Trafficking impacts children and their families on the individual level, but here in Ghana’s coastal communities, a troubling pattern has emerged. Child after child is taken from these communities and forced to slave away under horrific conditions on Lake Volta. Systemic poverty, coupled with naivety, leaves entire communities vulnerable to the deceptive ploys of traffickers who paint a picture of a promising future for the children under their charge and offer money to struggling caregivers.
So what protects a community from child trafficking?
Education, for one.
Truth empowers us. When people know the truth about life for children in slavery on Lake Volta, they can no longer be fooled by the manipulative tactics of opportunistic traffickers. Parents think critically. Children know their rights. Neighbours look out for one another. The community flourishes.
The idea of we. The realization that it’s not just me against the world. Being a part of something bigger than themselves teaches children to care for others and also that they themselves are worth caring for. When children understand their worth and take their place in such a community, they stick together like glue, and that’s not easily undone.
So, inspired by the guiding principles of education and inclusion, here’s what we’re doing.
On July 14th, we’re hosting a football tournament, bringing together community members in Winneba around the game of football and the cause of anti-trafficking. Two hundred boys under 13 will get to experience the sense of inclusion that comes from participating on a team and helping each other achieve a common goal. These are the very same children targeted by traffickers, who perceive boys as best suited for hazardous fishing activities. Instead, these boys will experience the strength that comes from working together, and they, as well as their families and friends, will learn the importance of staying in school and looking out for one another. They’ll discover the tricks used by traffickers and the realities of life for children on Lake Volta, and they won’t be easily fooled. They’ll stay in school and raise children who do the same. They’ll talk to their friends. They’ll notice when children go missing. They’ll know the truth, and they’ll know where to go for help. Trafficking will lose its foothold in this community because these community members will hold on to each other.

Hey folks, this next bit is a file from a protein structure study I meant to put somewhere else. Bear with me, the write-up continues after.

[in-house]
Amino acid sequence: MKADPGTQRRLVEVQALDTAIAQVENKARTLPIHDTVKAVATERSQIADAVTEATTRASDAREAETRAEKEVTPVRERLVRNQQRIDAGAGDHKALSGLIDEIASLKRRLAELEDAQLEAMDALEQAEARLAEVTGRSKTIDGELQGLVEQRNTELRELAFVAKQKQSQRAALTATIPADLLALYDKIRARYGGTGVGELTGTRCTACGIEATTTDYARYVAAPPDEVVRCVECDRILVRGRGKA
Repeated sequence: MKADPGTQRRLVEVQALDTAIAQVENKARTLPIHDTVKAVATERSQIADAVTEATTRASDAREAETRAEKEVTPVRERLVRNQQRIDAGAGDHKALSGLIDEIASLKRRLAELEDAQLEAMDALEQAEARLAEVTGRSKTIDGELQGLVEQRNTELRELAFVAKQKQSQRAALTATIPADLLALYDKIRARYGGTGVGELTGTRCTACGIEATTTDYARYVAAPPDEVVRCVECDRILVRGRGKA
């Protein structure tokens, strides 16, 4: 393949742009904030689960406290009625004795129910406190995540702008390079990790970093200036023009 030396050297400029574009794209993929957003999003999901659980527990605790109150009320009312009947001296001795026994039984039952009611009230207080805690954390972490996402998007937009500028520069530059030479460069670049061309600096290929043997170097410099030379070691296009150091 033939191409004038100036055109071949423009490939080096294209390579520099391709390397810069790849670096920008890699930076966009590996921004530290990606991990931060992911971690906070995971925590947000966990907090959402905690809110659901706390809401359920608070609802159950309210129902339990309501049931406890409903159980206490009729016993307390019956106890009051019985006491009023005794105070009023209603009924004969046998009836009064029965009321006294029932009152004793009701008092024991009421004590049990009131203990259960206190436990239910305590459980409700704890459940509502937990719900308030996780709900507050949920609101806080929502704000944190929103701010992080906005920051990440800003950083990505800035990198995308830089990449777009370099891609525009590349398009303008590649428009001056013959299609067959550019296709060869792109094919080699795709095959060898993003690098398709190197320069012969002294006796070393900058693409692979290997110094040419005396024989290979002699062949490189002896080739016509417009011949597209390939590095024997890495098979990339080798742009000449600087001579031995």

This event is made possible by a Fare network Global Grant. Fare is a not-for-profit European network of groups committed to tackling discrimination in football and furthering social inclusion through the game. Global Grants are aimed at supporting the work of like-minded people to stimulate social change through football and expertise development worldwide.
To stay up to date, follow Winneba United, our football club, on Twitter and Facebook. We’ll be posting more information in the next two weeks and lots of pictures during the event itself. And if you’re in the area, we’d love to see you on July 14th supporting local anti-trafficking efforts and Ghana’s next generation of footballers!
Supported by the Fare network
This post was written by Lauren Thuringer, Grants Officer.